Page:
You'll notice it's all dark. That's because the "test" rocker switch circled in red is stuck in the off position.  The pump switch (in green) works just fine, so I suspect it's an isolated switch issue.  For the short trip I have in mind this coming weekend, I don't need to know how full the Gray and Black tanks are -- I know they'll last a few days.  But the Fresh tank was emptied for winter, and I have no way of knowing how full it is when I take off.  Hmmmm...

I guess that's on tomorrow's list.   Right now it's time for lunch and a nap.

Clutter and simplification

I've written before about the urge to simplify life which seems to animate some of the RV bloggers I read.  I've said that I like my "stuff" and while I'm engaged in an ongoing effort to rid myself of things I haven't used or even looked at for years, that's not my principal motivation in wanting to venture forth with the Beast.

A piece in this morning's New York Times raises the issue of "de-cluttering."  Pamela Druckerman points out that the most debilitating clutter of our lives may have less to do with stuff than with the intrusions of smartphones and Facebook:
But the more stuff I shed, the more I realize that we de-clutterers feel besieged by more than just our possessions. We’re also overwhelmed by the intangible detritus of 21st-century life: unreturned emails; unprinted family photos; the ceaseless ticker of other people’s lives on Facebook; the heightened demands of parenting; and the suspicion that we’ll be checking our phones every 15 minutes, forever. I can sit in an empty room, and still get nothing done.
Man, does that resonate.  As I prepare to take off for a few days, I realize that cell-phone signal strength is high on my list of desiderata in choosing places to hang out.   Gotta think more about that.

Today's agenda for the rig involves putting patch tape on that crack, and flushing out the anti-freeze.  The doves have returned to my neck of the southern Arizona "woods." I think that means that it's time  for me to fly the coop for a while.

Monday, February 16, 2015

Current To-Do list

Looks feasible to get out for a few days toward the end of this week.  The parts for the completion of the rear axle rebuild will be in during that time frame, so I can get that done when I get back.

Here's what I think needs to be done before I take off.  I'll edit this list as I cross things off.

  • Finish the a/c shroud installation
  • Put the dinette back together
  • Put the dinette light back together. (New LED tubes on order)
  • Flush and fill the water system. ("De-winterize")
  • Apply patch to newly-discovered breach in fiberglass
  • Run fridge long enough to be sure it works
  • Check and top off all fluids, including gas at new higher prices (grr)
  • Check air in tires and air springs

The first three of those could be done today, if nothing complicated pops up.  Maybe the water system flush in the afternoon after my mid-day appointment on the East Side.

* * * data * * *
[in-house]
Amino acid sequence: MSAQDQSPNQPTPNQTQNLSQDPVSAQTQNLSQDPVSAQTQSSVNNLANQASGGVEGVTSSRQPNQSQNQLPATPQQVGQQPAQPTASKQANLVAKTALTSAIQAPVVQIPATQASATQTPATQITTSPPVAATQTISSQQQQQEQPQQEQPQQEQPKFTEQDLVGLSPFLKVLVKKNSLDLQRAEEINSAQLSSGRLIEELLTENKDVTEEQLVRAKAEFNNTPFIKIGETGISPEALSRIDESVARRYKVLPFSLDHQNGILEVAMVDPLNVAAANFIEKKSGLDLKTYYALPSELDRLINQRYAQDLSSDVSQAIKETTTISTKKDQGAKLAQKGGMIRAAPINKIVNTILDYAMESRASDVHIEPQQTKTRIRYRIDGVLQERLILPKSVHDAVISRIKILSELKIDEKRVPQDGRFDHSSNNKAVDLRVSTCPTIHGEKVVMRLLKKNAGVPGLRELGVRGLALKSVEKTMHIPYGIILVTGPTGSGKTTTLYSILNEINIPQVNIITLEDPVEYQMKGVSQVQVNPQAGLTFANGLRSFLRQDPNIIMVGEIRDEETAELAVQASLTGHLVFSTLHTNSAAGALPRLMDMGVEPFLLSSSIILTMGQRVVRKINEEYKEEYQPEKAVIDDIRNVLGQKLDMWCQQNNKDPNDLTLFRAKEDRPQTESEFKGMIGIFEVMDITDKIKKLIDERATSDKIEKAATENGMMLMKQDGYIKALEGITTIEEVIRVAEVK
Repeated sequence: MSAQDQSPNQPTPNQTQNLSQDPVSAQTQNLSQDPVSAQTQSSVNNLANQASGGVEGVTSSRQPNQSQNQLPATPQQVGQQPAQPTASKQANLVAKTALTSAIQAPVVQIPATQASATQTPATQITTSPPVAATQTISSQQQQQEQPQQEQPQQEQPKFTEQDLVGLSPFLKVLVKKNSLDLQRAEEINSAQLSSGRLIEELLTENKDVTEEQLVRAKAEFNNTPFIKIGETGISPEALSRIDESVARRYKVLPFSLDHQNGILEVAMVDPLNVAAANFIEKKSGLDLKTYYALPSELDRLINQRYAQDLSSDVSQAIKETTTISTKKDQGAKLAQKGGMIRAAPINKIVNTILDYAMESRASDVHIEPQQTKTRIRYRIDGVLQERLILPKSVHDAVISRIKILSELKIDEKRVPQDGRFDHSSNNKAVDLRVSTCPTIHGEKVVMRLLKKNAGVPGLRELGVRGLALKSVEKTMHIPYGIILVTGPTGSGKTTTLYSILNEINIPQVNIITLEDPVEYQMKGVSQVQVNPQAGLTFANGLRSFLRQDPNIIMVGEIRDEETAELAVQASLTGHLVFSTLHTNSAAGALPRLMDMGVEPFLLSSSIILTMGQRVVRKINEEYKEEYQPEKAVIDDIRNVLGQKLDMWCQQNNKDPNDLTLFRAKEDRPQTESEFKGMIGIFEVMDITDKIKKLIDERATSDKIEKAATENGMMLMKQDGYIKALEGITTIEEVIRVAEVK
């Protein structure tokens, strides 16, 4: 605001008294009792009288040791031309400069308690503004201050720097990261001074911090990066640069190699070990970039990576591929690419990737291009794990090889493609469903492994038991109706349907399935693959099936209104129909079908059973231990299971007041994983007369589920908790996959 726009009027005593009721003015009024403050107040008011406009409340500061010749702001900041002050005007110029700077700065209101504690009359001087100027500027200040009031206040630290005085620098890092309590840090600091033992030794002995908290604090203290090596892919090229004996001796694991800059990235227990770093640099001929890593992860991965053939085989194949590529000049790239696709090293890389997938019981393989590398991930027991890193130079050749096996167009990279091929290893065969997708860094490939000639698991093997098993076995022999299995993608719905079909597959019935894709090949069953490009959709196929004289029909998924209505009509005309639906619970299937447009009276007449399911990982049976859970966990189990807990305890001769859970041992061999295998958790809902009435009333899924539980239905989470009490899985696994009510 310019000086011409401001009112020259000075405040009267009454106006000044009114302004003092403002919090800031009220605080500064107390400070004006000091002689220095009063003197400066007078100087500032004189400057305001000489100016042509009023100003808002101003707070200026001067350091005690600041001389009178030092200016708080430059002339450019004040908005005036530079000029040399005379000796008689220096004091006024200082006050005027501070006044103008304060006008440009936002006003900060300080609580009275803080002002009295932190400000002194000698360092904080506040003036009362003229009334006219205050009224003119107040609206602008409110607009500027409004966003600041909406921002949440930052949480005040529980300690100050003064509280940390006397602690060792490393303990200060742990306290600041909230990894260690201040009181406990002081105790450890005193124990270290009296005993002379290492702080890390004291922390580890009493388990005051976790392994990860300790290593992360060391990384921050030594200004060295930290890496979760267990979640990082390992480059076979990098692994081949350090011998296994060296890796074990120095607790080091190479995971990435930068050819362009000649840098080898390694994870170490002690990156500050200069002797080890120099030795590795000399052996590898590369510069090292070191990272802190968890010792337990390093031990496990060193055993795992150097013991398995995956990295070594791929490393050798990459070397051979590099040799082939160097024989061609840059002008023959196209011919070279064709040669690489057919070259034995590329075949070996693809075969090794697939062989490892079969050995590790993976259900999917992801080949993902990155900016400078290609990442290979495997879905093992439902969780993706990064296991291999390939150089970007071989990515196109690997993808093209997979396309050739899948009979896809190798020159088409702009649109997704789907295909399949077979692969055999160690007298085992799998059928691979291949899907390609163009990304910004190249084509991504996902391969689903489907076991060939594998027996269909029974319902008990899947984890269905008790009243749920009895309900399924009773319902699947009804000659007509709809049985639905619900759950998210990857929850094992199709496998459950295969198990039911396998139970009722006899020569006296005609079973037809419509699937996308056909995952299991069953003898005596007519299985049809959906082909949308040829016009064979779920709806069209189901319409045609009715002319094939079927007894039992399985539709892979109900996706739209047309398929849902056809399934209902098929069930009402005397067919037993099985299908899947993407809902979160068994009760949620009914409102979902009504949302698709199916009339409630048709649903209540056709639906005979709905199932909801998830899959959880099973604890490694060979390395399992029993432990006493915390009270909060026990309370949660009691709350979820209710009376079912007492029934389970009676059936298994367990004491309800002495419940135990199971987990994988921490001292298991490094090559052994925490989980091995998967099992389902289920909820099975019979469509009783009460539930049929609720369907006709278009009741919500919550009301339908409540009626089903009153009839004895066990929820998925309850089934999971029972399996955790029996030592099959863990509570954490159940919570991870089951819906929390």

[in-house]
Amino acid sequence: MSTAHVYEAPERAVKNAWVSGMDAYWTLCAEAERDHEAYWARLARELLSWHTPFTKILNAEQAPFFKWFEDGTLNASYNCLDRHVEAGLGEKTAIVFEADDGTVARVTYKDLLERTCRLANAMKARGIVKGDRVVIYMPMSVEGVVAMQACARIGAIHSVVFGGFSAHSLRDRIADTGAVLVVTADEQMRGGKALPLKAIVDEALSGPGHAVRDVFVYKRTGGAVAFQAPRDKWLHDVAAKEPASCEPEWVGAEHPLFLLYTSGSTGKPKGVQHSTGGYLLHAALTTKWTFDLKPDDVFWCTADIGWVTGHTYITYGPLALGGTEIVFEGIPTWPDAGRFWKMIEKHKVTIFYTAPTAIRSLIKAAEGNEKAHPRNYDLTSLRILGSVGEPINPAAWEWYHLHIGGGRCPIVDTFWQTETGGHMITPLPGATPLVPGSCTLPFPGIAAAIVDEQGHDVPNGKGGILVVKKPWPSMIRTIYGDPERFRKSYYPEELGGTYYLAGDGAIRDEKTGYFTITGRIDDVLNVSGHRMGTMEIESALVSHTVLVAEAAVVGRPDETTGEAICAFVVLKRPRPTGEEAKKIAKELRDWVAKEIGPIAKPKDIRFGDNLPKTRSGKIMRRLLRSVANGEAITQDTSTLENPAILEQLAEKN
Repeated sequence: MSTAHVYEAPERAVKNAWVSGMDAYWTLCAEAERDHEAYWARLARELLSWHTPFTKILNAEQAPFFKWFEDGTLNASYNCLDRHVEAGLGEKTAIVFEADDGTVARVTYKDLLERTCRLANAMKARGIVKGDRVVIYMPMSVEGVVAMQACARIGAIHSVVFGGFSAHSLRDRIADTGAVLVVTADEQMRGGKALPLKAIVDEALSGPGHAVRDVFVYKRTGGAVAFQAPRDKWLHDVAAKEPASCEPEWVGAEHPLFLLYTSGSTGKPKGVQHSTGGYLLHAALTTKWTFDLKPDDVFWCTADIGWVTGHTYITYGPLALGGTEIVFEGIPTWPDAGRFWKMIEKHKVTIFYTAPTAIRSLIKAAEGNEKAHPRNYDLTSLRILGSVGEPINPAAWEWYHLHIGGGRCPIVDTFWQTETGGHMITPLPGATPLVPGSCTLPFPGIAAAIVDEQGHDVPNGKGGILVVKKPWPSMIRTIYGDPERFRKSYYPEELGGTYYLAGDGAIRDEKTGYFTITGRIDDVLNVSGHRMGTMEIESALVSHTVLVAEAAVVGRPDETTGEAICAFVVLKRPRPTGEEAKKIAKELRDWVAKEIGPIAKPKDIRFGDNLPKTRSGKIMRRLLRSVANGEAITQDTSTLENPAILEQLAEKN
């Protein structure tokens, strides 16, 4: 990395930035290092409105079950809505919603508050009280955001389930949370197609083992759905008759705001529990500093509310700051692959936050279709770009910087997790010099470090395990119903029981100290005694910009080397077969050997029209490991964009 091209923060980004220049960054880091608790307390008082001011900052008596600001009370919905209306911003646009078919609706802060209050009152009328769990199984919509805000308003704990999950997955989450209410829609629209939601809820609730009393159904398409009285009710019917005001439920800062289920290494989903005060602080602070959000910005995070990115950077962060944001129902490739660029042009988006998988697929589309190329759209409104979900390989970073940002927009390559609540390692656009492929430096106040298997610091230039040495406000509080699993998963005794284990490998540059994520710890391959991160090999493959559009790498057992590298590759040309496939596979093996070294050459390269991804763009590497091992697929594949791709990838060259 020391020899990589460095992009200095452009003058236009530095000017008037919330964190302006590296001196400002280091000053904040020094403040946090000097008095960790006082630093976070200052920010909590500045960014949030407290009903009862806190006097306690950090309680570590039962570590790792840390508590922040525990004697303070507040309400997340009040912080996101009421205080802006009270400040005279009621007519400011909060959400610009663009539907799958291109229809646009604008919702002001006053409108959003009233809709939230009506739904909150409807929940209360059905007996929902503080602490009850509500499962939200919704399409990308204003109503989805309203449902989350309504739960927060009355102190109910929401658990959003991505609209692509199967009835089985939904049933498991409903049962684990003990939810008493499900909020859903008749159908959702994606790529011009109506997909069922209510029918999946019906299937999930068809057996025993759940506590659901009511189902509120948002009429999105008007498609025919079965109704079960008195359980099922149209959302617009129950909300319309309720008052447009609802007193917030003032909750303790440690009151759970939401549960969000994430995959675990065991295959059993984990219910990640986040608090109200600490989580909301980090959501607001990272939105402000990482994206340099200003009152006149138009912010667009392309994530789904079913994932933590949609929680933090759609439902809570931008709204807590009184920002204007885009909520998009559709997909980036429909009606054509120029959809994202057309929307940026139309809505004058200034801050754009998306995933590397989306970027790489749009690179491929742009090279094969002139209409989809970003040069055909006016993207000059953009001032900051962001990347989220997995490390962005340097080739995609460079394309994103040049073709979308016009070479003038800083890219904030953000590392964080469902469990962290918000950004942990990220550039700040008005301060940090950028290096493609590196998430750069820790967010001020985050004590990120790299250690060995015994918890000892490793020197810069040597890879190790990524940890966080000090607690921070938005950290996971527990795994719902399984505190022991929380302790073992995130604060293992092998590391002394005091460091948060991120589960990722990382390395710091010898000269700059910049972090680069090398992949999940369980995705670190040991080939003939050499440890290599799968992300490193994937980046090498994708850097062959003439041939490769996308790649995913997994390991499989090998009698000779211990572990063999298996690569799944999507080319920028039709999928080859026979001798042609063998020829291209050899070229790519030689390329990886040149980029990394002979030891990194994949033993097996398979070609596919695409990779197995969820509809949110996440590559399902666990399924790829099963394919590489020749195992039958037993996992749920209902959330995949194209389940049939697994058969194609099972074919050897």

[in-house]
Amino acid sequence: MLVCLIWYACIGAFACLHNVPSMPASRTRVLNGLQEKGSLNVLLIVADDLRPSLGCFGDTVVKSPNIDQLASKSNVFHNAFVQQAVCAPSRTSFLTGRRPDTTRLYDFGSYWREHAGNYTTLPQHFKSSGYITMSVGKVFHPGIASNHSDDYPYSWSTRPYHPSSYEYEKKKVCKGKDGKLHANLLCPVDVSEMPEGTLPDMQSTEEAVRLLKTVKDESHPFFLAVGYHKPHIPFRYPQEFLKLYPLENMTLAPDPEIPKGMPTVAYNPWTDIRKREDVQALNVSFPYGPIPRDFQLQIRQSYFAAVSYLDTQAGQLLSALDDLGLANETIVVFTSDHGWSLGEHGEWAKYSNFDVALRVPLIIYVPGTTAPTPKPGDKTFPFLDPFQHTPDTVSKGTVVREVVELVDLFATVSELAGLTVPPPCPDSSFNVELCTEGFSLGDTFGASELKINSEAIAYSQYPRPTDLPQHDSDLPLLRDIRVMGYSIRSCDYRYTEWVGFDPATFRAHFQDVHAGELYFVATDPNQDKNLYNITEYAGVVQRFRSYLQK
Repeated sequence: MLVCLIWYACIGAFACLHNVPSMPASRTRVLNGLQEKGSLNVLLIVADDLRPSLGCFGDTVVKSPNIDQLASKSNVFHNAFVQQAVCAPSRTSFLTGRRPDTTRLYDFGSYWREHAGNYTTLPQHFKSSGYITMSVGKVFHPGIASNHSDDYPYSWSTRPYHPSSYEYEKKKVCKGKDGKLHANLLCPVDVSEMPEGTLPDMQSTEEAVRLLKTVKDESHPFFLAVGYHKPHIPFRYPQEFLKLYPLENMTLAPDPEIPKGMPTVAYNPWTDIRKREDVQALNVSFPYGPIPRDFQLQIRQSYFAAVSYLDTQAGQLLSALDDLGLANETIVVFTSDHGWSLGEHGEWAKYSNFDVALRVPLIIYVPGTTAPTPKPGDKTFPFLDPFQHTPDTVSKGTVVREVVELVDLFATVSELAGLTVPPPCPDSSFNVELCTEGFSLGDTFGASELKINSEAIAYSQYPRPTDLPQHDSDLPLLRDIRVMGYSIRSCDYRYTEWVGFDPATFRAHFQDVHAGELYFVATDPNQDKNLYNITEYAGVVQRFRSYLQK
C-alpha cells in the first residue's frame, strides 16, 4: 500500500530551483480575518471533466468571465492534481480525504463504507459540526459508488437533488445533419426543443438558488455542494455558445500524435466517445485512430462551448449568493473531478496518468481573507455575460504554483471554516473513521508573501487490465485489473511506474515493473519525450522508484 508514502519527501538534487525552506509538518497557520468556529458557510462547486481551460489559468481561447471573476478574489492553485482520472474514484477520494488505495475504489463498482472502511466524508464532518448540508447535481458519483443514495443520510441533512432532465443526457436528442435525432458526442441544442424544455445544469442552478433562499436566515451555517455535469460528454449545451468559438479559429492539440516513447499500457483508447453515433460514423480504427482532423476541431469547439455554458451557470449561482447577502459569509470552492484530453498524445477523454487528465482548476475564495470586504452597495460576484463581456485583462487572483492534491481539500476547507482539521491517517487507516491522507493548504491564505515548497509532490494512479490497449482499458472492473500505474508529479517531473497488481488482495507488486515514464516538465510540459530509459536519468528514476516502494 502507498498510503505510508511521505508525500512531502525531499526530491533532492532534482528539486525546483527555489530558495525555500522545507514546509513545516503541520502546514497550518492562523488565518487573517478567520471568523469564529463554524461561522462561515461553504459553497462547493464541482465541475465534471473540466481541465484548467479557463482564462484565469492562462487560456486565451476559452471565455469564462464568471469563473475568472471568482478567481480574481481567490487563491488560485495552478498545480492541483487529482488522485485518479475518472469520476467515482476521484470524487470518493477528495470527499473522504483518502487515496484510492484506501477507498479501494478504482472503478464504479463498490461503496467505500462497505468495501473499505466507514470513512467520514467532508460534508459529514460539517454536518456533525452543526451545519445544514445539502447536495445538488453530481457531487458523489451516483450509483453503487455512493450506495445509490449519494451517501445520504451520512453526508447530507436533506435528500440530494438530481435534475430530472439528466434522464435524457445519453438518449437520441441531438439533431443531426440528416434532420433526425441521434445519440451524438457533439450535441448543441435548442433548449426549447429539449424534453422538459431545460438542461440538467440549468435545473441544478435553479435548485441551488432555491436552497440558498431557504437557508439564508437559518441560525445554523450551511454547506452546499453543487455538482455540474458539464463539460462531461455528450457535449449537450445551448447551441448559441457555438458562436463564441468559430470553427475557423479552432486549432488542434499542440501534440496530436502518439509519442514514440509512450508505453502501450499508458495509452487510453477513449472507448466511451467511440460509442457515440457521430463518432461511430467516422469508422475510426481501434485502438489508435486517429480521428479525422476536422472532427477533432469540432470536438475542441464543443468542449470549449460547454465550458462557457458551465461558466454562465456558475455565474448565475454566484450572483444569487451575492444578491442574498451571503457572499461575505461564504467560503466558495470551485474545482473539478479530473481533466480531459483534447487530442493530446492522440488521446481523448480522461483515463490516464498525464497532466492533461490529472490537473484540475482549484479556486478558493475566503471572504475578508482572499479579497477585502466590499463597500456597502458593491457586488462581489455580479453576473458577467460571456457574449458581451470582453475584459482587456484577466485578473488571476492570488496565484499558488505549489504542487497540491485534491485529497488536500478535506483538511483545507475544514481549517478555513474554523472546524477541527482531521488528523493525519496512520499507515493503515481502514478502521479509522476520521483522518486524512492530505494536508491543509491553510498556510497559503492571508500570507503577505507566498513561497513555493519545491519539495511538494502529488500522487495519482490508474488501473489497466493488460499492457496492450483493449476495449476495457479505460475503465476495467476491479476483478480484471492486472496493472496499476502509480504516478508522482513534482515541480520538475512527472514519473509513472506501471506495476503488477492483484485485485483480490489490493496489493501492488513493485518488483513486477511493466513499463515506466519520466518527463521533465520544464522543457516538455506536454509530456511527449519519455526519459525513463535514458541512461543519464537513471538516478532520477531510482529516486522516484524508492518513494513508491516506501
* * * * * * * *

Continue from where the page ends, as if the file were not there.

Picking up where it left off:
I'll be headed for the spot I described earlier down by Organ Pipe Nat'l Monument.  Maybe move after a couple of days, maybe not.  I'll take the dog with me on this one. If I can wake her up!

Emma snoozing

Emma asleep

Sunday, February 15, 2015

Almost ...

This is good news. The shroud fits nicely. The bad news is that it started to rain. 

When the rain stops I'll go back and secure it. 

LATER:  Not quite done.  I have to go back up with a drill and enlarge some holes so everything's well and truly buttoned down.  It rained a couple of times: each time I went inside, and then came out, dried the slippery aluminum ladder rungs, and went up again.

EVEN LATER:  The situation with the dinette table is something I can't figure out how to describe.  I really should have done a 30-sec video clip.  The problem is that the table has a tendency to collapse when the rig is in motion.  Not good. The solution, I think, is to move the attachment points a bit.  You'll just have to take my word. 

While I was up there I discovered a pretty major breach at the left rear edge of the fiberglass.

Here's problem, viewed from below:  This is the rear of the rig, driver's side.

And there's a closer view, taken from the roof, looking down.  In this view, the driver's side is on the right.  It's not really clear in this image, but it looks as though there was an impact over the whole circled area... blunt force trauma, if you will. The seam on the right of the image also needs love.

The answer to the crack is this:

And the seam should get some Dicor Lap Sealant.   I just happen to have some of each.  **Smug**

Friday, February 13, 2015

More from the roof

I said you wouldn't hear any more about the a/c shroud.

I lied.


When the clip is done, YouTube seems to offer another clip to watch.  I have no idea why.  Watch at your own risk.

Friday morning I

First mug of coffee ...

Lots of time and energy yesterday afternoon putting together the new shroud for the a/c unit.   Just to review the bidding:  here's a picture of the old (original?) shroud in place:

That grey band at the bottom is what I'm attaching. Here's a picture of the new unit, flipped over in my living room:

The rivets are visible along the edge where the semi-flexible grey band meets the not-so-flexible white fiberglass:

There are pre-drilled holes in both parts where the rivets go.  And as I went happily riveting along, it became clear that the two pieces don't *exactly* fit together.  Close, but ... I had to deform the grey band slightly to make Tab A fit into Slot B.  I was getting frustrated, wondering if I'd screwed up somehow, or if the parts were wrong, or ... in any event, there were two places where I just could not get the holes to line up.  Close: the difference was maybe 1/8 inch.